Updated: Feb 12, 2021
Educators need to facilitate learning environments in which they ask ‘How might we solve a problem?’ Rather than saying, we need to design affordable space travel or a solution to eradicate poverty, for example. The “How Might We” question deliberately maintains a level of ambiguity and opens up a range of possibilities.
It is a more exciting prospect for anyone to believe that there are no initial restraints to their thinking. It feels, in effect, going back to those toddler days of free and unbridled expression.
We know that their favourite question that they ask hundreds of times a day is ‘Why?’ If you have ever parented a toddler, this begins as an endearing quality but soon descends into parental delirium. My own children would save up their most intriguing ‘Whys?’ for bedtime, with highlights including ‘Why can’t I see my eyes?’ and ‘Why don’t fish have eyebrows?’
And yet, what toddlers are doing when they ask such intriguing questions is developing their curiosity, language and learning abilities. One of my former toddlers is now a teenager. Her questions revolve around the reasons why she can't stay up later and why can’t she have her hair highlighted. These are still why questions but they are not based in curiosity, language and learning. These questions have their foundations in pushing boundaries.
I do not believe that we become less curious as we age, but I do think that if we do not hold curiosity in high regard and determine it as a desirable and essential skill, it can be lost.
If we tell young people to stop asking questions, as parents or teachers, that desire to know more will ebb away and like muscles that are not used, it with wither and become weak.
One design thinking strategy to reignite the toddler approach to life is known as the ‘5 Whys’ exercise. The 5 Whys technique was developed and fine-tuned within the Toyota Motor Corporation as a critical component of its problem-solving training.
The basis of Toyota’s scientific approach is that by repeating ‘why’ five times, the nature of the problem as well as its solution becomes clear. Here is an example Toyota offers of a potential 5 Whys that might be used at one of their plants:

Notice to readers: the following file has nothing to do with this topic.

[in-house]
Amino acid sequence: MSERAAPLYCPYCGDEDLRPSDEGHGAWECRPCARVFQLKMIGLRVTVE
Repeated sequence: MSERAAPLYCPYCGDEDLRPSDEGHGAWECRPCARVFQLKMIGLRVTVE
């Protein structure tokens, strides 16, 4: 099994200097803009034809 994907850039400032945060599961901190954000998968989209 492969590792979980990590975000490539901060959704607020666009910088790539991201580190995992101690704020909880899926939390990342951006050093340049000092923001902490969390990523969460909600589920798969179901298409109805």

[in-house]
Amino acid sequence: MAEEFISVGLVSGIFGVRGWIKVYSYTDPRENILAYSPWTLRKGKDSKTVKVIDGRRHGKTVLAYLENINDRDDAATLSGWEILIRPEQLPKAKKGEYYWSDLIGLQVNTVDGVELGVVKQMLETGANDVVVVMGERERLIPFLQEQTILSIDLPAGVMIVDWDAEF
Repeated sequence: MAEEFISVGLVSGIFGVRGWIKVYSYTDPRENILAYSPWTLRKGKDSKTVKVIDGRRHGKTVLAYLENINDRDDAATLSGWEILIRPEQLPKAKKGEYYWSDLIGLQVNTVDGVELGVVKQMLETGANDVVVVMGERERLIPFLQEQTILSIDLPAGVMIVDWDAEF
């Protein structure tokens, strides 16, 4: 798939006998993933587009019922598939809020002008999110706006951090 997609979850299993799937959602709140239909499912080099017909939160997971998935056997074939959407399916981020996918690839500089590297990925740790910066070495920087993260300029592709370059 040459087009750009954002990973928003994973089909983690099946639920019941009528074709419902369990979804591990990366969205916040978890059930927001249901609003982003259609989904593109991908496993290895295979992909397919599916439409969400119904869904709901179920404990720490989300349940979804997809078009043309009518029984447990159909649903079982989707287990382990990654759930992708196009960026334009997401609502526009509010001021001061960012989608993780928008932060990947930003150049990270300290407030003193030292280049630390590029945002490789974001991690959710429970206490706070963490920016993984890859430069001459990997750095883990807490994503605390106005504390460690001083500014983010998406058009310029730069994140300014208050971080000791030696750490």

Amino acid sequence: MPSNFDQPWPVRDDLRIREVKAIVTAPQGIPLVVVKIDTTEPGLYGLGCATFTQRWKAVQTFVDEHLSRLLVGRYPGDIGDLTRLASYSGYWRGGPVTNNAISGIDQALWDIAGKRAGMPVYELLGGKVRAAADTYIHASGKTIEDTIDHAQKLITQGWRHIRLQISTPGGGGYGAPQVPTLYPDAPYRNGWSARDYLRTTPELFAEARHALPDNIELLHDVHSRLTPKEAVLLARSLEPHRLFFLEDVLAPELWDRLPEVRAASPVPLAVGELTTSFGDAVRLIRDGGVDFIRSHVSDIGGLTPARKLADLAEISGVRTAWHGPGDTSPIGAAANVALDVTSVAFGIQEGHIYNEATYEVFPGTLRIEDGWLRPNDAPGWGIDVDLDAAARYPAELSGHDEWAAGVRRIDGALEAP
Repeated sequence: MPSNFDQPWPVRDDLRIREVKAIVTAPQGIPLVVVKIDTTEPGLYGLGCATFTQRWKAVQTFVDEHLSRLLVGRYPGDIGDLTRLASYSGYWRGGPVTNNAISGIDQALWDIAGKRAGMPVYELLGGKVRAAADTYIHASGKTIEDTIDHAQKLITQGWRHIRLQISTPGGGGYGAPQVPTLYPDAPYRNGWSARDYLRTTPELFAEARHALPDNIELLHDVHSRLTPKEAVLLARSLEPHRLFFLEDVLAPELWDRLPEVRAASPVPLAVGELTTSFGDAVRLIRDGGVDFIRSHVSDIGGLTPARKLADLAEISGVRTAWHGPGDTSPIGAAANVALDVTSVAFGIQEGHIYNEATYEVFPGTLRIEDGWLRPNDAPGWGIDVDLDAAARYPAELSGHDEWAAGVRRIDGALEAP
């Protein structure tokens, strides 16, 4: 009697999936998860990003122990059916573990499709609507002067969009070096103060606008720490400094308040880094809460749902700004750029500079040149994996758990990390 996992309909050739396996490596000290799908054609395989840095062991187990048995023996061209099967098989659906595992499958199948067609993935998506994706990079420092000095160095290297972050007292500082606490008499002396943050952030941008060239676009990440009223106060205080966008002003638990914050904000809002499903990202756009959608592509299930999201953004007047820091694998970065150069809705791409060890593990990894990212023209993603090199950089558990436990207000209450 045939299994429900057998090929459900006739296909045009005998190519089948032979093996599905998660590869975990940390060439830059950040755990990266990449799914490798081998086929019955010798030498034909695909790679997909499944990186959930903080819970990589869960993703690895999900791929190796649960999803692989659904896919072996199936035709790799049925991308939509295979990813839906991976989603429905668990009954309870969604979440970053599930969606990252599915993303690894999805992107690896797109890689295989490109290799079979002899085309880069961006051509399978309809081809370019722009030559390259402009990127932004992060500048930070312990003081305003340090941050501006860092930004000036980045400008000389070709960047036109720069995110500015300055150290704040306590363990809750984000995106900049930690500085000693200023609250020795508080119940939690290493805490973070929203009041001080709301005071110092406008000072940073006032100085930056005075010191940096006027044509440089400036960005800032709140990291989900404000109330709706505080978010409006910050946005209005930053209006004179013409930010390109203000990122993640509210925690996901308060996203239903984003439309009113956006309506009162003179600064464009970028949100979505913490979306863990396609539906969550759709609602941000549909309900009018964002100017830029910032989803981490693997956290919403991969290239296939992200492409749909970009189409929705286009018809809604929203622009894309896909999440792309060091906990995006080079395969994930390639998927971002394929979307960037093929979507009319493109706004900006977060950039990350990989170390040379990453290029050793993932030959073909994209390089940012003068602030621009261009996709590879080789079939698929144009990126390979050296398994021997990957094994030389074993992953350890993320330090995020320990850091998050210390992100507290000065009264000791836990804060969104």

Asking questions is a simple route into critical thinking, creativity, communication, and collaboration. Students could be presented with a real-world problem of tackling food security and using the ‘5 Whys’ technique, a conversation could go like this:
1. Why is there food insecurity in the world today?
The primary cause of food insecurity is poverty.
2. Why is there poverty in the world?
Lack of access to quality education is the primary reason why people still live in poverty. Without education, a person might not be able to get a good job or launch a successful career.
3. Why is there a lack of access to quality education?
One of the main reasons is persistent inequality and marginalisation of certain groups of people.
4. Why does this inequality and marginalisation exist?
The roots of this can be found in gender inequality in some parts of the world.
5. Why is there gender inequality in the world today?
One reason is the legal impediments to women undertaking economic activities.
What this approach highlights is that while ‘quick fixes’ to problems such as food insecurity may seem convenient, like increasing agricultural output, they often solve only the surface issues and fail to get to the root cause that could otherwise be tackled to help solve the original problem.
For me, if students are not asking why, I feel concerned. Why are they simply accepting what I say to them? Why are they not challenging facts or views? Critical analysis of ideas is essential in our current state of fake news. They may trust me, and that feels good, but really, I would be happier to see them thinking out loud.